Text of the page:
In March 2020, UK fuel prices fell by their ‘largest monthly margins’ for 12 years following the ‘complete collapse’ of the price of crude oil, RAC Fuel Watch stated. As such, the average cost of a litre of petrol fell from 122.72 pence to 113.54 (-9.18 pence per-litre). In addition, the average cost of a litre of diesel fell from 125.7 pence to only 117.8 (-7.90 pence per litre).
Let us consider the impact on motorists. At the start of March 2020, it cost £67.50 to fill a 55 litre tank with petrol. By the end of the month it cost £62.45 (-£5.05). Also, the cost to fill a diesel with the same size tank fell from £69.14 to £64.79 (-£4.35).
Cost of crude oil (March 2020)
Naturally, fuel prices at the pump were linked to the price of crude oil (per barrel). RAC Fuel Watch therefore emphasised how much it fell in March 2020. At the start of the month it was more than $50 per barrel. By the end it was less than $18. That equated to a fall of 66%. $18 per barrel was the lowest price for 18 years.
Why the fall? Because – as with anything – the price of oil is partly defined by supply versus demand. In March 2020 there was a ‘glut’, RAC Fuel Watch explained. In other words supply was plentiful. At the same time, coronavirus ensured there was less demand than typical at the pump. Fewer motorists were driving to work, for example. All non essential travel was effectively banned.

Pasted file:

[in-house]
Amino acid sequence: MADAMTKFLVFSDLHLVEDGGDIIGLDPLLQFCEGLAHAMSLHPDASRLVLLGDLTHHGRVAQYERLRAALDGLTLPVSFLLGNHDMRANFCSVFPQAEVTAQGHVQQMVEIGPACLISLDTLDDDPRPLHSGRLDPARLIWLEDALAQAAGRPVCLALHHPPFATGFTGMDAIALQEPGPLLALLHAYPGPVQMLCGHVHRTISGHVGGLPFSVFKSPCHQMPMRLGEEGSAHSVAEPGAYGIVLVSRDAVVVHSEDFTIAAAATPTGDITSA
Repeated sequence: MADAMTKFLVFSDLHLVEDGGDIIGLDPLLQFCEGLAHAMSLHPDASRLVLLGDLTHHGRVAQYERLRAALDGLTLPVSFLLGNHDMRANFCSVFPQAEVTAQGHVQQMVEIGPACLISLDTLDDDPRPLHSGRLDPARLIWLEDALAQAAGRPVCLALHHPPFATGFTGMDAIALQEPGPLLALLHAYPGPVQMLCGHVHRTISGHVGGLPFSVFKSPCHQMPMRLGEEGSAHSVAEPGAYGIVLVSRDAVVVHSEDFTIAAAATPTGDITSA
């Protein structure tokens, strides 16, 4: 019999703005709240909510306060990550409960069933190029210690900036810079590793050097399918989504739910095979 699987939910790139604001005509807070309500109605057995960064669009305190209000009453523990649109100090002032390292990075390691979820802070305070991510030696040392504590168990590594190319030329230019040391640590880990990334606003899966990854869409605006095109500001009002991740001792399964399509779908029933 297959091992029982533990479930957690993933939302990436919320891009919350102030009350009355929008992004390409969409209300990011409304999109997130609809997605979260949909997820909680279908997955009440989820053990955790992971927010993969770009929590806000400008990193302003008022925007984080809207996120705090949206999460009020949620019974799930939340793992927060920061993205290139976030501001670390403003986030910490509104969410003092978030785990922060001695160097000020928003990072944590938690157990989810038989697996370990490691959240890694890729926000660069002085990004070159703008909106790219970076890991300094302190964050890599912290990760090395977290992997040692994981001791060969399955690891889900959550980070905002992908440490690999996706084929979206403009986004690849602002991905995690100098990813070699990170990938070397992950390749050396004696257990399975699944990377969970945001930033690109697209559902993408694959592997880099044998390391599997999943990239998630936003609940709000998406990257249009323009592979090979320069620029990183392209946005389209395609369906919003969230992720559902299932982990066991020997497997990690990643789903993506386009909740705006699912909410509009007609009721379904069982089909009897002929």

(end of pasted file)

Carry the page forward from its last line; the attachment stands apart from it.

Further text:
RAC Fuel Spokesman Simon Williams said: ‘Nothing prepared anyone for what would happen in March as the impact of the coronavirus began to be felt. An already oversupplied oil market was suddenly faced with an enormous shortage in demand as worldwide travel ground to a halt’. It was not just cars, after all. Cruise lines mothballed their fleets. Hundreds of planes stood empty on runways.
Fuel prices might fall further
The RAC’s Simon Williams also suggested fuel prices might fall further in the immediate future. ‘Wholesale fuel prices have slid so far that there remains scope for further price cuts’, he argued.
Whereas this might be good news for motorists that ‘have to travel’, it might cause problems for smaller retailers. ‘We are very mindful at this time of the pressure this can place on smaller, independent forecourts that provide a vital service in areas where there is no supermarket footprint’, Mr Williams stated.
He therefore hinted that motorists might like to support small, independent retailers in preference to some large competitors. ‘While we all want reasonably priced fuel for our essential journeys, surely none of us want to see smaller enterprises going out of business as they try to match the supermarkets’, he claimed.